Sally and I discussed the minimum items necessary to "camp" cheaply and comfortably at the property. These included: A propane stove and refrigerator, a composting toilet, a solar hot water set-up, a wood stove, a futon, a table and chairs, a water tank, a cell phone, and some kind of transportation. A list that was about to be rendered moot.
May 22. Noon. Back in the notary's office, after asking if we had the cashiers checks, Mr. Kopini read through the deed and transfer papers and permissions to build, etc. Even the black sheep were on good behavior. After the last fiasco, this felt, as Sally said at lunch afterwards, "positively anti-climatic."
Except when Mr. Kopini read the part of the complicated Italian title transfer that said we agreed to begin restoration within one year from the date of signing, and would complete all construction within 3 years from the start date OR WE WOULD FORFEIT THE VOLUMES WE’D JUST ADDED, without which no habitable house could be built on the property. Ever.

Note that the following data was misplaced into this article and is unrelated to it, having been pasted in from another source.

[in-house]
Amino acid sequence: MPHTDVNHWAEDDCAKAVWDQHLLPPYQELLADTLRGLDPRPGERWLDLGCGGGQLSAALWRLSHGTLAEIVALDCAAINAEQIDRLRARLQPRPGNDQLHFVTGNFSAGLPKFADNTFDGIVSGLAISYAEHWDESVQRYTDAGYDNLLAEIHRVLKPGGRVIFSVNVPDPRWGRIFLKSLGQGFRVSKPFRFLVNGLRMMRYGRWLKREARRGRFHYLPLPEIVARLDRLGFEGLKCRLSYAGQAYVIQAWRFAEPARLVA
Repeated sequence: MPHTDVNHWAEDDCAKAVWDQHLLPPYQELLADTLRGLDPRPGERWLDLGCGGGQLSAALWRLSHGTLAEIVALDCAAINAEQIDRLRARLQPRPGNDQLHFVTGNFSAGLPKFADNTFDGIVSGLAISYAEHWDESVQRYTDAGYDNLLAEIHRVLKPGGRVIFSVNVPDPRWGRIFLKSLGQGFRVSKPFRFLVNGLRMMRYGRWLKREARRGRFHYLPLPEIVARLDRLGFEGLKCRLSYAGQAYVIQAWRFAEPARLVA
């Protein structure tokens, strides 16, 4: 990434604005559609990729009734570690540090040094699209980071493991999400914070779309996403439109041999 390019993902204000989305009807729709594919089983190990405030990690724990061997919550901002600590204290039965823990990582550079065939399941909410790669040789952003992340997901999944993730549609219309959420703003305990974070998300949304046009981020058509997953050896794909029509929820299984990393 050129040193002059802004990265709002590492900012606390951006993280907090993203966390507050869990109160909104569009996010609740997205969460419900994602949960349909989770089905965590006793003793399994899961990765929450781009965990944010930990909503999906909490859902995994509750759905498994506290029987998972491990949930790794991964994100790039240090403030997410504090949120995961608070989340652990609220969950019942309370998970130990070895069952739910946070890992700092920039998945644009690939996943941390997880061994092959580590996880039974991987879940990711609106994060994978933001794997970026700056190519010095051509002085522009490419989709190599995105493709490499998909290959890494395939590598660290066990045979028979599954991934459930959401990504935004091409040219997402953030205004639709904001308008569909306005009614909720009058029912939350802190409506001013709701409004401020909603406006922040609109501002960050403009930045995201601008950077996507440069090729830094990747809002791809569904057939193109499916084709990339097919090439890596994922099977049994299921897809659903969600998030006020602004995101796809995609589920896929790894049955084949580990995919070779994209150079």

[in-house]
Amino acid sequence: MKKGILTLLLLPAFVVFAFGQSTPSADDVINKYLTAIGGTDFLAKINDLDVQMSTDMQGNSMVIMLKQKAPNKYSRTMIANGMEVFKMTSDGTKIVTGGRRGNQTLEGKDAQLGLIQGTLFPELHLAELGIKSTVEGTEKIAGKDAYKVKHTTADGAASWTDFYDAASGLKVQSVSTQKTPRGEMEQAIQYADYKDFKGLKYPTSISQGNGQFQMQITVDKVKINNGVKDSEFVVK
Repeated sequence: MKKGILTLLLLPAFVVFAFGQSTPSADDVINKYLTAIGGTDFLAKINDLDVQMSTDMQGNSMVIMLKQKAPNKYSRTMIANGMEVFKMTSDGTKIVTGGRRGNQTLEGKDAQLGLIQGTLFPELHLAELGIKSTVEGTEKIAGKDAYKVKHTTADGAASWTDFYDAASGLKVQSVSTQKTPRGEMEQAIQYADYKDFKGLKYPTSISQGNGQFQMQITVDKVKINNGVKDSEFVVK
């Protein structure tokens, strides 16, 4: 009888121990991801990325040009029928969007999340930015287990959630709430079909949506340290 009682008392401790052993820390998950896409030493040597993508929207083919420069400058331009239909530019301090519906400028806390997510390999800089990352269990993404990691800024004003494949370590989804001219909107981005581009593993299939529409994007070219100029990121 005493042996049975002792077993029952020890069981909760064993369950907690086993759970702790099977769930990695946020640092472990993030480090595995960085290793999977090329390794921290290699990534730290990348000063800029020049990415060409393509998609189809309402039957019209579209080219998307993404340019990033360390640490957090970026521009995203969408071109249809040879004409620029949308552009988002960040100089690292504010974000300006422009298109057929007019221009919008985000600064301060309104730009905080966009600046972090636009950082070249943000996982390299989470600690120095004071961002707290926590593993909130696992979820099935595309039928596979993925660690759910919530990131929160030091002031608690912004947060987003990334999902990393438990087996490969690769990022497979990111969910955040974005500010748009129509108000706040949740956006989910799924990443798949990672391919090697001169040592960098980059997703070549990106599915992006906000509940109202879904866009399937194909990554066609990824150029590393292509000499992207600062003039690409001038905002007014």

Blink. Blink. This was the first Sally, Stefania or I had heard of this. Sally and I stared at each other, but neither of us said "we can't do this." Neither said "the deal is off." Neither said what we were thinking (Is this the beginning of a chain of such add-ons and costs?). We could have ripped the cashiers checks up and walked away. But we didn't. Our sense that we had already accomplished something beyond our dreams wouldn't let us. And our optimism provided a rationale: Possession is nine-tenths the law. We can sort this out later.
And so we walked out into the bright Siena sun, owners of a little piece of Tuscany, willfully oblivious to the fact that we had solved the problem of buying the property with an even bigger problem to solve.